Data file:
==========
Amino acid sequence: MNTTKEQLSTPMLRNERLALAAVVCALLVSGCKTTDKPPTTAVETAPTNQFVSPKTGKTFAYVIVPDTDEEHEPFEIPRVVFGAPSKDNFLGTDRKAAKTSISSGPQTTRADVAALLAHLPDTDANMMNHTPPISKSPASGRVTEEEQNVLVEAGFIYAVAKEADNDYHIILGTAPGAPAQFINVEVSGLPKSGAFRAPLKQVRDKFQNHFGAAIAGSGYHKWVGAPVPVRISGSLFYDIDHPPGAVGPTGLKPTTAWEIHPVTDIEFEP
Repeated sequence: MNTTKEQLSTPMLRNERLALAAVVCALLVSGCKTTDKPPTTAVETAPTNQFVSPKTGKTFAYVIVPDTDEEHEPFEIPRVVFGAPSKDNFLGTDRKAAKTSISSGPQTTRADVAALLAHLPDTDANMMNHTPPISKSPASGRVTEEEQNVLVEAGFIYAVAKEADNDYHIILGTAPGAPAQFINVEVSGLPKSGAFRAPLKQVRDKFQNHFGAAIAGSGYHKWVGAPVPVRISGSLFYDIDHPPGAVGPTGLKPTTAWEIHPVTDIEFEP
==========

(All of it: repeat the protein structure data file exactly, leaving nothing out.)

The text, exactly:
Amino acid sequence: MNTTKEQLSTPMLRNERLALAAVVCALLVSGCKTTDKPPTTAVETAPTNQFVSPKTGKTFAYVIVPDTDEEHEPFEIPRVVFGAPSKDNFLGTDRKAAKTSISSGPQTTRADVAALLAHLPDTDANMMNHTPPISKSPASGRVTEEEQNVLVEAGFIYAVAKEADNDYHIILGTAPGAPAQFINVEVSGLPKSGAFRAPLKQVRDKFQNHFGAAIAGSGYHKWVGAPVPVRISGSLFYDIDHPPGAVGPTGLKPTTAWEIHPVTDIEFEP
Repeated sequence: MNTTKEQLSTPMLRNERLALAAVVCALLVSGCKTTDKPPTTAVETAPTNQFVSPKTGKTFAYVIVPDTDEEHEPFEIPRVVFGAPSKDNFLGTDRKAAKTSISSGPQTTRADVAALLAHLPDTDANMMNHTPPISKSPASGRVTEEEQNVLVEAGFIYAVAKEADNDYHIILGTAPGAPAQFINVEVSGLPKSGAFRAPLKQVRDKFQNHFGAAIAGSGYHKWVGAPVPVRISGSLFYDIDHPPGAVGPTGLKPTTAWEIHPVTDIEFEP